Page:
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Major project to transform tourism in Kosciusko National Park
A $27 million plan to transform Kosciusko National Park into a leading tourism and recreation destination will see 46 kilometres of new walking and cycle trails developed at within its boundaries.
Under the newly announced plans, the NSW Government aims for the Park to be transformed into an "alpine tourism hub", with the development of a multi-day walk traversing the Thredbo River, Lake Crackenback and Charlotte Pass. The plan also envisages the creation of scenic bike tracks, backcountry camping facilities and a luxury ecotourism lodge.
NSW Deputy Premier and Minister for Regional NSW John Barilaro said the says the investment will create one of Australia’s best multi-day walking tracks and will totally transform summer tourism in the Snowy Mountains, advising “this means people won’t just have jobs for the three months of winter, they’ll have work for 12 months of the year, thanks to a steady stream of visitors, mountain bikers, and walkers.”
Work on the trails, which is expected to start in October this year, is forecast to create 139 full-time jobs in the region over the course of construction.
When operational, Deputy Premier Barilaro adds “once delivered, the upgraded National Park is expected to support an additional 190 full-time positions.
“And by linking all these trails, Kosciuszko National Park will, for the first time, be able to host long-distance mountain biking tournaments, and will maximise the opportunities for the region to tap into the growing summer mountain biking market.”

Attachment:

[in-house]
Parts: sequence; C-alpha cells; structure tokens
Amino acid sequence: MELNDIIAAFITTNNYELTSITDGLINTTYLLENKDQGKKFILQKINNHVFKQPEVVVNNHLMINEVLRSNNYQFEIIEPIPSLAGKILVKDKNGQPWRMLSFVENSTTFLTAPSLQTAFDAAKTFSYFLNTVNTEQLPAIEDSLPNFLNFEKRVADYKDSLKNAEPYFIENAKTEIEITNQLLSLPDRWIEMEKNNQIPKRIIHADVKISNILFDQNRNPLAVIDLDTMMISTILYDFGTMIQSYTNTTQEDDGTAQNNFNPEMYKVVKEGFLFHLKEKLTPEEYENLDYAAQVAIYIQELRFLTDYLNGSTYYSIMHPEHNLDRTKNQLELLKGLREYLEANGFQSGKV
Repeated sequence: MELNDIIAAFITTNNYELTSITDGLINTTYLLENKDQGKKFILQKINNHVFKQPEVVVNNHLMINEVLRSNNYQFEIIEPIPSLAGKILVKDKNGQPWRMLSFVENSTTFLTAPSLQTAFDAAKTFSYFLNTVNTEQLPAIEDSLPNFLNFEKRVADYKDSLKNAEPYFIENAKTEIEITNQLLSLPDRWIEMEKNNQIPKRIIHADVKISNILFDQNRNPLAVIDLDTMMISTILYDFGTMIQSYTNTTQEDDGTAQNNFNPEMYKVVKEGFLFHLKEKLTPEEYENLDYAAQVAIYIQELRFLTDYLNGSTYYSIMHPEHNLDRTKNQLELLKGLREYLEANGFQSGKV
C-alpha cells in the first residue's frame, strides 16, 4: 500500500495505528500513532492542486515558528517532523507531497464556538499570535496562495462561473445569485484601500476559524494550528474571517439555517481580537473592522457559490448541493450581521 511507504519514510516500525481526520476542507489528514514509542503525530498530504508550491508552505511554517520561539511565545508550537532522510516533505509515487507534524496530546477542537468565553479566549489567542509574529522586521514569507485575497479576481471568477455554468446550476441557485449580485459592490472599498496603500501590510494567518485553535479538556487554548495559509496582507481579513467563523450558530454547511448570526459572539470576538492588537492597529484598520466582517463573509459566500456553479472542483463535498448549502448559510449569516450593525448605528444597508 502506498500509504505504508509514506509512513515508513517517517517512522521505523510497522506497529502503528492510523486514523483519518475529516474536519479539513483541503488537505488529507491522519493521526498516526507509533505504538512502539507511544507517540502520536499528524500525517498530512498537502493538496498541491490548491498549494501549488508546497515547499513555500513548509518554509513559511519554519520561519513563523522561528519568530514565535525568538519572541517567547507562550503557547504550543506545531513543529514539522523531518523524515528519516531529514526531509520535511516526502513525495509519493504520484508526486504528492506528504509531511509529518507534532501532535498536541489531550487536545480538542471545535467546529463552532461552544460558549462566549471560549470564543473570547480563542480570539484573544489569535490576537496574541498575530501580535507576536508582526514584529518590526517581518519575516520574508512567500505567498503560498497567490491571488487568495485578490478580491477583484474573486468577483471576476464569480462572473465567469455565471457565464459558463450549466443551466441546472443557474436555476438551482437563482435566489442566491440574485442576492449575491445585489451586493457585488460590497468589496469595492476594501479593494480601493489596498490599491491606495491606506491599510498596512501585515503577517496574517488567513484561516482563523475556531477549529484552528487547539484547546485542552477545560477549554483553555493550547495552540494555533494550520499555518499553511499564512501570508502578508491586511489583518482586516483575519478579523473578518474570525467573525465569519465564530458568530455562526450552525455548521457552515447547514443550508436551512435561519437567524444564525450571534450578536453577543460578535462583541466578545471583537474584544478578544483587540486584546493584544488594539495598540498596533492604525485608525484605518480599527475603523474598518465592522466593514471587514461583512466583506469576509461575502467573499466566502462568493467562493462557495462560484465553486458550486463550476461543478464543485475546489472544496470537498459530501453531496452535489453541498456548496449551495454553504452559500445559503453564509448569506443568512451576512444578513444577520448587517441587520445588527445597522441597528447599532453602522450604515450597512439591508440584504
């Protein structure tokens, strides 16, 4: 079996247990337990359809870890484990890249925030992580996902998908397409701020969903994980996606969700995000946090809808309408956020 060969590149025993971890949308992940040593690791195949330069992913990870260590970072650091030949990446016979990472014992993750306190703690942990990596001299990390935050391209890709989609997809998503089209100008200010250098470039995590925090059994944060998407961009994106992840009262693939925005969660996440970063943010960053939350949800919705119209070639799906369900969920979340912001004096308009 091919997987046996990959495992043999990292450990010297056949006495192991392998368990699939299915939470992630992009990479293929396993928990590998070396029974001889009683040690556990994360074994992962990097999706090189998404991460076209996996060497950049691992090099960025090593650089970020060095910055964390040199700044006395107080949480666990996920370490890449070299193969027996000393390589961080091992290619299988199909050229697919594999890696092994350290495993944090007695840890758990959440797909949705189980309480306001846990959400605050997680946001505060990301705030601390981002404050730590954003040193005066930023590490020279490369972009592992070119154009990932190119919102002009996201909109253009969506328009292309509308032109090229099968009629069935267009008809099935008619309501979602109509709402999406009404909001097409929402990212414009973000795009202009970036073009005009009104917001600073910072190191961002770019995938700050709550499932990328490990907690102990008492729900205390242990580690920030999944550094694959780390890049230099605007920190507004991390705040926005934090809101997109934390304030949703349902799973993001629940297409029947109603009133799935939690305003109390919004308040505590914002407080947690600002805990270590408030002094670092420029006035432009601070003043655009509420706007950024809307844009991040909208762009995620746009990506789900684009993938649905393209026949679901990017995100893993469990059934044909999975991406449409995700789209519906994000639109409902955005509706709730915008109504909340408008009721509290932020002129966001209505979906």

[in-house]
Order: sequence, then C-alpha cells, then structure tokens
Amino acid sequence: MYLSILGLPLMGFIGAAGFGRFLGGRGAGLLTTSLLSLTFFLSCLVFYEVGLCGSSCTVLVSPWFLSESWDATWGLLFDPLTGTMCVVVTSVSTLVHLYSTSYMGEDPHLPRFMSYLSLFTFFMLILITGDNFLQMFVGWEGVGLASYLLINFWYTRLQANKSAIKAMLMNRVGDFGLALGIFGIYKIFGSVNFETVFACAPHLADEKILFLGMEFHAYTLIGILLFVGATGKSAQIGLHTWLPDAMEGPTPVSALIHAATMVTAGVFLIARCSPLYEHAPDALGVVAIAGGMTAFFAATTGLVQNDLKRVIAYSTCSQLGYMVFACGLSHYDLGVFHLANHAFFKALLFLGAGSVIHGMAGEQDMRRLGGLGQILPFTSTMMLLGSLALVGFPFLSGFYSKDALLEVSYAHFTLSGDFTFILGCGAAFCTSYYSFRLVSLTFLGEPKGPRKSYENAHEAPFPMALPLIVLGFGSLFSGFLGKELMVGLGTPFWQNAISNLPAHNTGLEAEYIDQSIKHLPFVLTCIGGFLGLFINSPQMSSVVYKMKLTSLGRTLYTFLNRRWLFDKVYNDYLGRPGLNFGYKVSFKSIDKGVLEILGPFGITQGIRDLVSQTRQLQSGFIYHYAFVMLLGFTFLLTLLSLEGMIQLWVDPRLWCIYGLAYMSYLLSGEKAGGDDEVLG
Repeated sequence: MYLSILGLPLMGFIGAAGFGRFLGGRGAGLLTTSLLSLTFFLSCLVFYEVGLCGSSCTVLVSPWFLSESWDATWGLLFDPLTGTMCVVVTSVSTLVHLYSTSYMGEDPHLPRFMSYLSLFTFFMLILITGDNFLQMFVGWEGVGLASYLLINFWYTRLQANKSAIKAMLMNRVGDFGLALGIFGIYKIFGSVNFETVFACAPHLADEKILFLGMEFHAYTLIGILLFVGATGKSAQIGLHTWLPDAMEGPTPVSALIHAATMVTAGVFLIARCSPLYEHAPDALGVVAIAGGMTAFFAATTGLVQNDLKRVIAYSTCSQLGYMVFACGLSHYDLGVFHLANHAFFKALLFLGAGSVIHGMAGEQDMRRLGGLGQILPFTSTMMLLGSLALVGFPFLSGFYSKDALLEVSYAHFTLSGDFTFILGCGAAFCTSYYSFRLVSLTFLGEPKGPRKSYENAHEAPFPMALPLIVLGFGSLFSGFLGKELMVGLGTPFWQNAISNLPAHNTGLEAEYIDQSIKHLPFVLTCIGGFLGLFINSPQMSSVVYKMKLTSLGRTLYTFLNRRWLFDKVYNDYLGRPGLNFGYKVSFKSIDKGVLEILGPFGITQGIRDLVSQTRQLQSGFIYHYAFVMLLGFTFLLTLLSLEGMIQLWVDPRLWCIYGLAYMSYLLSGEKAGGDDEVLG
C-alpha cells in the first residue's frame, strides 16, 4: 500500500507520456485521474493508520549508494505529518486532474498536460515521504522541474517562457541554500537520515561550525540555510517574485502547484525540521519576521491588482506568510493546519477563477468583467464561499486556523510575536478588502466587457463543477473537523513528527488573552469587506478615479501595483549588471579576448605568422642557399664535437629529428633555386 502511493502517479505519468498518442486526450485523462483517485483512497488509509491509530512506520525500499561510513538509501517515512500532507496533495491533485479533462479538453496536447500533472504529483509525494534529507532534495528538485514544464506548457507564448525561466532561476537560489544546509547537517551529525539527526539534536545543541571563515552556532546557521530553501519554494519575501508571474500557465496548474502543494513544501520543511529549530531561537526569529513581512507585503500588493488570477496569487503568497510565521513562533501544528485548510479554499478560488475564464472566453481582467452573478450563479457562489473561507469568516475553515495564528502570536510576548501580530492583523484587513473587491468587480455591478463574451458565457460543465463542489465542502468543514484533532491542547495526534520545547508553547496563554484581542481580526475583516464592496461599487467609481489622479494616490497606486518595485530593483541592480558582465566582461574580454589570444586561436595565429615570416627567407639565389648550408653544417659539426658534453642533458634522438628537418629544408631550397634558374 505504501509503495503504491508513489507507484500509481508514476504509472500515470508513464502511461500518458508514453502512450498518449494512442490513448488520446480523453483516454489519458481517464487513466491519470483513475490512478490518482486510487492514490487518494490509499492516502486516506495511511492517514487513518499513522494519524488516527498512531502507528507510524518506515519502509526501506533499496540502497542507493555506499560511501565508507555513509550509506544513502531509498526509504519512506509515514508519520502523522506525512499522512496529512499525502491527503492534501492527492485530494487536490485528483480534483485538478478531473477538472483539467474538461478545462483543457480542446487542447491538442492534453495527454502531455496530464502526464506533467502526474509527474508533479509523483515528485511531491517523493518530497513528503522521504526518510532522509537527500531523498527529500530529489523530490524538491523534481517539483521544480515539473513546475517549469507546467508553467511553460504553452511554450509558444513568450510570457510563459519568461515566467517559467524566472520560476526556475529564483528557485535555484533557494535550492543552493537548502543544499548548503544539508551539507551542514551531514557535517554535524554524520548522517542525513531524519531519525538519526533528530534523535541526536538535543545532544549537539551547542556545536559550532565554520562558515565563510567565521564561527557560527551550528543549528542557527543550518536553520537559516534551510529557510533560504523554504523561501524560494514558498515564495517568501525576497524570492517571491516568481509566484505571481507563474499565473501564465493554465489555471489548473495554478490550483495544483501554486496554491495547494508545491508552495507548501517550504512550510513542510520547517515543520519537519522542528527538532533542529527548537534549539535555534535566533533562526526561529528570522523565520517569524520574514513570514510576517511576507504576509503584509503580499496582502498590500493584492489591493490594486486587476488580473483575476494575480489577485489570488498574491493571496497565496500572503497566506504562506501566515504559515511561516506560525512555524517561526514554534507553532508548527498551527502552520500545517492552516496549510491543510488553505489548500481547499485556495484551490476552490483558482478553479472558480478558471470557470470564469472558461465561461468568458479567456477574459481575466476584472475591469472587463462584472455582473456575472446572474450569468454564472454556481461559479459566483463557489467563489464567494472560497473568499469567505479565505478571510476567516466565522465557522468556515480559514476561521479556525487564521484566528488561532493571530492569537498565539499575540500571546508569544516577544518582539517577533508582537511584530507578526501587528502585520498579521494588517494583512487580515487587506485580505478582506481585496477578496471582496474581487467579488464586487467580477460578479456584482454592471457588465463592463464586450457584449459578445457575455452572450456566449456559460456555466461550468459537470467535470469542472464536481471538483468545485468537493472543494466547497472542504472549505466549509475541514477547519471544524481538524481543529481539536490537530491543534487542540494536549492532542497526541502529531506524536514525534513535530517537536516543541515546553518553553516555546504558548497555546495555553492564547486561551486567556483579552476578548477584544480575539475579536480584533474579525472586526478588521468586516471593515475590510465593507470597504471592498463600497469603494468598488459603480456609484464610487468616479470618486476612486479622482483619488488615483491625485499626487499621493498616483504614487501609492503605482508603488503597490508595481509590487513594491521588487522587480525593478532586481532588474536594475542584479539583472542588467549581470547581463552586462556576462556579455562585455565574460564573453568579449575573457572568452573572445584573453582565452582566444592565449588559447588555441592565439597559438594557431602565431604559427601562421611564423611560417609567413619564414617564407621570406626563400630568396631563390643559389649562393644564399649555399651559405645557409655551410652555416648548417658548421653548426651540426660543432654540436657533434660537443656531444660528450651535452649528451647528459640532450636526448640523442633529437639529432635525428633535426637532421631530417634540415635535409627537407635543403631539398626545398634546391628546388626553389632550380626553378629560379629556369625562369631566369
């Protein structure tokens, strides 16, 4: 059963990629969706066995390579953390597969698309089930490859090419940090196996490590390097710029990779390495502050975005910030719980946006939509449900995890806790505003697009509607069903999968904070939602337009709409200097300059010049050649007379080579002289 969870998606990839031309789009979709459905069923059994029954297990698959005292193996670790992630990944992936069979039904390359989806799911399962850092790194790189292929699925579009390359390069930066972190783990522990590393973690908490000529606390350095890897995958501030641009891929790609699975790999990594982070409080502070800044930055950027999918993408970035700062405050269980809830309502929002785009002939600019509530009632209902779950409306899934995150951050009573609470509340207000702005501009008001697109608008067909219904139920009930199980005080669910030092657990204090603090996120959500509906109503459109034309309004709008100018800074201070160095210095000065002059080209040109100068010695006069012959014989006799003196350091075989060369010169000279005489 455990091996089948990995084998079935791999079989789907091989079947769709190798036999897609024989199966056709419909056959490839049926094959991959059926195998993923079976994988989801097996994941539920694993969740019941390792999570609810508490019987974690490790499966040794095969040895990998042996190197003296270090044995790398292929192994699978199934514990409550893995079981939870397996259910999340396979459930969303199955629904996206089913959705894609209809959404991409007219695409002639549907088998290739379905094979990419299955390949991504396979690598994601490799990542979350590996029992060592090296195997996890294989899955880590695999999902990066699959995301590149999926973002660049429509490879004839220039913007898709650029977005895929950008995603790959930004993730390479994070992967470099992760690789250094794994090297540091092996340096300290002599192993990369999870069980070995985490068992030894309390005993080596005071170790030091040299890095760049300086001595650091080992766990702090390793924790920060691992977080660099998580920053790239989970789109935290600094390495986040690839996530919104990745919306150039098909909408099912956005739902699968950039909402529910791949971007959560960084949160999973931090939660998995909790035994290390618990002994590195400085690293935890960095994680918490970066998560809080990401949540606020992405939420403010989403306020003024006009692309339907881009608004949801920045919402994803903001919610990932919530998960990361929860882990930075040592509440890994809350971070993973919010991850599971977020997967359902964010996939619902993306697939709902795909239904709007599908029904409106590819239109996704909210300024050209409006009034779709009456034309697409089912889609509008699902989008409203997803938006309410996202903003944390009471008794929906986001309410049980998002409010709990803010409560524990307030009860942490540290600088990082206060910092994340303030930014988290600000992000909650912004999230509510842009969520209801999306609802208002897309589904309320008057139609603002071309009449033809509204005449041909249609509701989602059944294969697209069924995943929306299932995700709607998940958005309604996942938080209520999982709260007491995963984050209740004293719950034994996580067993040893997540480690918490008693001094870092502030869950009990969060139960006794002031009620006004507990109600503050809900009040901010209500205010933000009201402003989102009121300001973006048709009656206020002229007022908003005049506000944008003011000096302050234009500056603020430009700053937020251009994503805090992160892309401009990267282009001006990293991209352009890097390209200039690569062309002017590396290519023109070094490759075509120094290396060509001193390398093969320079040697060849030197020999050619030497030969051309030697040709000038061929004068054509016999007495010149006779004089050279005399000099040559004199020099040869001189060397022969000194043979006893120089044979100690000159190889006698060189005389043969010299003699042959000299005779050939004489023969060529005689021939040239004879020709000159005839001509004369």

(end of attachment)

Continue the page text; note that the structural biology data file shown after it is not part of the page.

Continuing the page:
According to Peter Cochran, spokesperson for Snowy Mountains Tourism Australia, the development will help to address the seasonal variation in revenue growth and job stability in the area.
Cochran explains “the fact is there has been a trough in revenue during the summer and this announcement by the Deputy Premier certainly will provide the necessaries in terms of infrastructure development.
“We see it as a massive boost for tourism in the summer.”
Cochran said the number of jobs created is likely to surpass the NSW Government’s estimates, stating “it will be way exceeded by the multiplier effect that flows down through various enterprises.”
He suggests that this will also include new jobs within the Snowy Monaro Regional Council, adding “the council’s support is absolutely vital, therefore creating more job opportunities within council as well as opportunities for them to expand their facilities.”